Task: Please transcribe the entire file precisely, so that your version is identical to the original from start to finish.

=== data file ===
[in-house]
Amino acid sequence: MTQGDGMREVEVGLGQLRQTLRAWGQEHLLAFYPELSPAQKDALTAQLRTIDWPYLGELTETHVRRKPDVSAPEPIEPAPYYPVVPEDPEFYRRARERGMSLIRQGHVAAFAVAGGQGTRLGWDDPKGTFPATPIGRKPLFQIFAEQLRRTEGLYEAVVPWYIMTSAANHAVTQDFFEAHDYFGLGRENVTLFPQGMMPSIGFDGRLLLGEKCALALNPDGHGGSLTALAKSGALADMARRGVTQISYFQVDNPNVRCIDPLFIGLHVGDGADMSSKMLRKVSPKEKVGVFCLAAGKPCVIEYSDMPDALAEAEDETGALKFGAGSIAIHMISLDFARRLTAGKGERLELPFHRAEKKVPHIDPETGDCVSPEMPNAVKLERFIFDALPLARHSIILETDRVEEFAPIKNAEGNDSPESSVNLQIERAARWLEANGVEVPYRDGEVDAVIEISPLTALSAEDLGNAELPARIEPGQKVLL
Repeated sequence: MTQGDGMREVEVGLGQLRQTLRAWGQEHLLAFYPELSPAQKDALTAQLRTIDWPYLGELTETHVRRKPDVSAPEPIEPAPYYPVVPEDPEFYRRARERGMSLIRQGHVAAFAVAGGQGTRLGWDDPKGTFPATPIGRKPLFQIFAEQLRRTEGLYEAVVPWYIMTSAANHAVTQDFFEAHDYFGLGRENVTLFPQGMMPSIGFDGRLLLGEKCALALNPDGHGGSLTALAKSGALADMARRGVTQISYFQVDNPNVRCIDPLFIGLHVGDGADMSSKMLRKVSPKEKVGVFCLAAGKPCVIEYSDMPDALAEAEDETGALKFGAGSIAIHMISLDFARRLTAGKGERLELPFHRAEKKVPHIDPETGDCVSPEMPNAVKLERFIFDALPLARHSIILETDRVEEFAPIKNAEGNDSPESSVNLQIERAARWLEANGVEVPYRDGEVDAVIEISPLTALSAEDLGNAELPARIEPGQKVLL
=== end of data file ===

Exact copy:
[in-house]
Amino acid sequence: MTQGDGMREVEVGLGQLRQTLRAWGQEHLLAFYPELSPAQKDALTAQLRTIDWPYLGELTETHVRRKPDVSAPEPIEPAPYYPVVPEDPEFYRRARERGMSLIRQGHVAAFAVAGGQGTRLGWDDPKGTFPATPIGRKPLFQIFAEQLRRTEGLYEAVVPWYIMTSAANHAVTQDFFEAHDYFGLGRENVTLFPQGMMPSIGFDGRLLLGEKCALALNPDGHGGSLTALAKSGALADMARRGVTQISYFQVDNPNVRCIDPLFIGLHVGDGADMSSKMLRKVSPKEKVGVFCLAAGKPCVIEYSDMPDALAEAEDETGALKFGAGSIAIHMISLDFARRLTAGKGERLELPFHRAEKKVPHIDPETGDCVSPEMPNAVKLERFIFDALPLARHSIILETDRVEEFAPIKNAEGNDSPESSVNLQIERAARWLEANGVEVPYRDGEVDAVIEISPLTALSAEDLGNAELPARIEPGQKVLL
Repeated sequence: MTQGDGMREVEVGLGQLRQTLRAWGQEHLLAFYPELSPAQKDALTAQLRTIDWPYLGELTETHVRRKPDVSAPEPIEPAPYYPVVPEDPEFYRRARERGMSLIRQGHVAAFAVAGGQGTRLGWDDPKGTFPATPIGRKPLFQIFAEQLRRTEGLYEAVVPWYIMTSAANHAVTQDFFEAHDYFGLGRENVTLFPQGMMPSIGFDGRLLLGEKCALALNPDGHGGSLTALAKSGALADMARRGVTQISYFQVDNPNVRCIDPLFIGLHVGDGADMSSKMLRKVSPKEKVGVFCLAAGKPCVIEYSDMPDALAEAEDETGALKFGAGSIAIHMISLDFARRLTAGKGERLELPFHRAEKKVPHIDPETGDCVSPEMPNAVKLERFIFDALPLARHSIILETDRVEEFAPIKNAEGNDSPESSVNLQIERAARWLEANGVEVPYRDGEVDAVIEISPLTALSAEDLGNAELPARIEPGQKVLL